1953-1955 / 1958-1960
Val del Omar
Aguaespejo granadino [Water-mirror of Granada] and Fuego en Castilla [Fire in Castile] are the outcome of technical obsession and grammatical delirium. Reminiscent of autos sacramentales – allegorical religious plays – composed like a musical score, both films contain multiple levels of meaning. They bring together mystical themes and narrations, articulated in pairs: water and fire, the aesthetics of Antonio Ruiz’s flamenco dance and Vicente Escudero’s, the African in Andalucia and the European in Castile, horizontal and vertical, ear and eye, plain and striped, invisible and hidden, and so on.
Val del Omar’s work – or ‘cinegraphy’ as he liked to call it – drew from the prolific generation of the rich context of the Spanish Republic and authors such as Federico García Lorca, Manuel de Falla, Luis Buñuel and Josep Renau, some of his earliest interlocutors. However, it was the dramatic quality of Miguel de Unamuno’s philosophy that had the most decisive influence on the troubled identity of his figurations, halfway between phenomenology and expressionism, with a strong mystical imprint.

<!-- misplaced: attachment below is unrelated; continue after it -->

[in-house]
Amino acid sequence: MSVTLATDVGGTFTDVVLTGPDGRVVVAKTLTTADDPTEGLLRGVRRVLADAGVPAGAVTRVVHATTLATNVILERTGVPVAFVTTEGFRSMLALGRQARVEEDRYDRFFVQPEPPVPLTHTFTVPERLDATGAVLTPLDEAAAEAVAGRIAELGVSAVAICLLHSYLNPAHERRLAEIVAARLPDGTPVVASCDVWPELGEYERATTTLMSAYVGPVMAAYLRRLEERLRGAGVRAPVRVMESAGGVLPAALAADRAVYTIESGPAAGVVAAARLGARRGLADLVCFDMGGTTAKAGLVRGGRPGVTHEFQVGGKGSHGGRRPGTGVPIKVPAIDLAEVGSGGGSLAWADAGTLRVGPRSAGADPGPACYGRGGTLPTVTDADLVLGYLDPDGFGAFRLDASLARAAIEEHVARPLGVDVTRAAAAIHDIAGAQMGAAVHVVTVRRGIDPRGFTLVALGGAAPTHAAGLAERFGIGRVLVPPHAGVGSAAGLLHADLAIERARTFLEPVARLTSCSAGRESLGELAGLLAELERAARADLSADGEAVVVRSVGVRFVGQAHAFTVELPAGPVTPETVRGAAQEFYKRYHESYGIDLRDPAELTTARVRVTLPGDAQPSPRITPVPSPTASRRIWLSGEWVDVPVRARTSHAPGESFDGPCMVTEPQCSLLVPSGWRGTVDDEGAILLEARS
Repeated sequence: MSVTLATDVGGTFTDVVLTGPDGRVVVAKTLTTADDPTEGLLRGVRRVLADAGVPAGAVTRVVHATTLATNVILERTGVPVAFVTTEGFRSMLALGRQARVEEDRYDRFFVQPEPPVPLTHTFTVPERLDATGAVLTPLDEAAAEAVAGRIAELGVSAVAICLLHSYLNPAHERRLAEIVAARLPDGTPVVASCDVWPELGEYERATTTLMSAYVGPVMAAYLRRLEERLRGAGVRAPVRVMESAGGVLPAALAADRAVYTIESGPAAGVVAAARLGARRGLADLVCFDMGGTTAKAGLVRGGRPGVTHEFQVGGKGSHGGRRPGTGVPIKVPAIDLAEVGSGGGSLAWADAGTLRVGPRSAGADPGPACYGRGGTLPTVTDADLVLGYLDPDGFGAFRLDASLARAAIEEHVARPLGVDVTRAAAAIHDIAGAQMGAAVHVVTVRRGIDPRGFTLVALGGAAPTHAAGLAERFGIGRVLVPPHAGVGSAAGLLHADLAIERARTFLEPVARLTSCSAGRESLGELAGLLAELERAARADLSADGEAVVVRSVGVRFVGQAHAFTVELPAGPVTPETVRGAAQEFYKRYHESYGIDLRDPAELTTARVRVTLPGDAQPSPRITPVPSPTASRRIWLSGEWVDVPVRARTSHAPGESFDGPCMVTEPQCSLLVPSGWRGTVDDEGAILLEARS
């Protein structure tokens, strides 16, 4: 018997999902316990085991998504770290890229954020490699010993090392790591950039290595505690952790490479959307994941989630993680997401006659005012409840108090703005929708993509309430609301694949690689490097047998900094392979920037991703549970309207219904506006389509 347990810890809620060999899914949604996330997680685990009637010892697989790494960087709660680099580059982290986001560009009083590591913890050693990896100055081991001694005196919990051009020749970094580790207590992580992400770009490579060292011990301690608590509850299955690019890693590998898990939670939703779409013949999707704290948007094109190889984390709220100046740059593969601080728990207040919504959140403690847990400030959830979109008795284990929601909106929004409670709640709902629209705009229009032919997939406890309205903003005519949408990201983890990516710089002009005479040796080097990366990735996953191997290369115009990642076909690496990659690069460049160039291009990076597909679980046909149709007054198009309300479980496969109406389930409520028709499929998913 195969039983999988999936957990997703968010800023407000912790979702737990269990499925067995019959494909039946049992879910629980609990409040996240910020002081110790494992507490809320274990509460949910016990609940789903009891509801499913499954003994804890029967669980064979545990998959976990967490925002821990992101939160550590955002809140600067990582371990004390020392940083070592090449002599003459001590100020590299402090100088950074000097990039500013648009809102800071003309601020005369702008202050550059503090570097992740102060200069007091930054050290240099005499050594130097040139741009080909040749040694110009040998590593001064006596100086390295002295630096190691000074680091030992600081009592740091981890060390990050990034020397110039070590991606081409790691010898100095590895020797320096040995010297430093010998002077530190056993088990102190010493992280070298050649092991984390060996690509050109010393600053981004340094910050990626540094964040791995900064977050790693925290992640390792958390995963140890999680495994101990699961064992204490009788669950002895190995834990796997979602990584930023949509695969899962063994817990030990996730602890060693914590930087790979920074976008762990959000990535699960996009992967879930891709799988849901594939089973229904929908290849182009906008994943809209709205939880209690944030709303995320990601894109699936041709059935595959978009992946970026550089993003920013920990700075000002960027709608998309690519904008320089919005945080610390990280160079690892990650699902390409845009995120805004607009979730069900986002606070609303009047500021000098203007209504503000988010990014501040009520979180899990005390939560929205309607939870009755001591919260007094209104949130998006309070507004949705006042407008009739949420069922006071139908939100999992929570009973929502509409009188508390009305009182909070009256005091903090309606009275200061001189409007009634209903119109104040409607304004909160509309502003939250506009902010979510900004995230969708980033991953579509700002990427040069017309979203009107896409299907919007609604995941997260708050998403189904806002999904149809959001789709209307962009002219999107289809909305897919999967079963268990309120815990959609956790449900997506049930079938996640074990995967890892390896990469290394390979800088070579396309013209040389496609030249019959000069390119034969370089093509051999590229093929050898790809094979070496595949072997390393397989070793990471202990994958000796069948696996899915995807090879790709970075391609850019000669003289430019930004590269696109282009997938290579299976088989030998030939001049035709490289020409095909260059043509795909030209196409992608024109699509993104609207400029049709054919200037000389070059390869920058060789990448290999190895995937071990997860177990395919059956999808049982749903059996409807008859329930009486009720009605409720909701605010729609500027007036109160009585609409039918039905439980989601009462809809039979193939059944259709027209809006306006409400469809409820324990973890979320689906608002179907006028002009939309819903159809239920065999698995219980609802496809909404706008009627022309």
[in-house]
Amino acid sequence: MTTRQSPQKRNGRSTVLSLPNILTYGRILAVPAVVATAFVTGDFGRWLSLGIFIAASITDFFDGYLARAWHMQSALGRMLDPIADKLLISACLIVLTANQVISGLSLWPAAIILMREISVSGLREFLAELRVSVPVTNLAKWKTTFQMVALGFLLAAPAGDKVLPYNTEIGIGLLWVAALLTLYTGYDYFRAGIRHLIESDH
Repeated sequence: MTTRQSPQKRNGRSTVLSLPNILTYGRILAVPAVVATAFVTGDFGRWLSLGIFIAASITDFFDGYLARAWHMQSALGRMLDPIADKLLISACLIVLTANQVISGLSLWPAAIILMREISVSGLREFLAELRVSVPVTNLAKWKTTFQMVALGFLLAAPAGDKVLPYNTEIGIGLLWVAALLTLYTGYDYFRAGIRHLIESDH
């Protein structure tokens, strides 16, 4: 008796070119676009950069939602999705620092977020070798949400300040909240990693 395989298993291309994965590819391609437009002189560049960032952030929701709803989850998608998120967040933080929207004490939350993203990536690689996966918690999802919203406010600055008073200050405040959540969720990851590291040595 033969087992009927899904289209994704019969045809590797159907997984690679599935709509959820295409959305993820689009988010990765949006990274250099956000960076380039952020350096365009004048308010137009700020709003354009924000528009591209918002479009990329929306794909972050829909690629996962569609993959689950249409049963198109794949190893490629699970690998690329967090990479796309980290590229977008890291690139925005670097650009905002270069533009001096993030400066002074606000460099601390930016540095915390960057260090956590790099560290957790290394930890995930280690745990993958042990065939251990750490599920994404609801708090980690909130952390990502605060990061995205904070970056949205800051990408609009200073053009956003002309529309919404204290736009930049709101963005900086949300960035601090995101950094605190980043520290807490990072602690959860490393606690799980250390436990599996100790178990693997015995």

During the Republic Val del Omar was actively involved in the propaganda films of the Pedagogical Missions, and started work on a film about the Holy Week festivities in the region of Murcia, and on the unfinished Vibración de Granada [Granada’s Vibration], where he left evidence of his own cinematographic grammar. But it was during Franco’s dictatorship that he made his most important films, Aguaespejo granadino and Fuego en Castilla: two definitive examples of his work. Acariño galaico [Galician Caress] was to be the third in his Tríptico elemental de España [Elemental Tryptich of Spain], but he never managed to finish it. Val del Omar was obsessed with control over the technical aspect of his films, and in this sense his mysticism is strongly materialist. He passionately claimed that whoever controlled the negative, the sound system and the camera lens would be the true owner of the image – the master of the spectacle of our time. To a certain extent, his work is an endeavour to reach such mastery in order to offer a schizoid, liberating and mystical response to the atmosphere of repression and National-Catholic autarchy that he was forced to live with. – PGR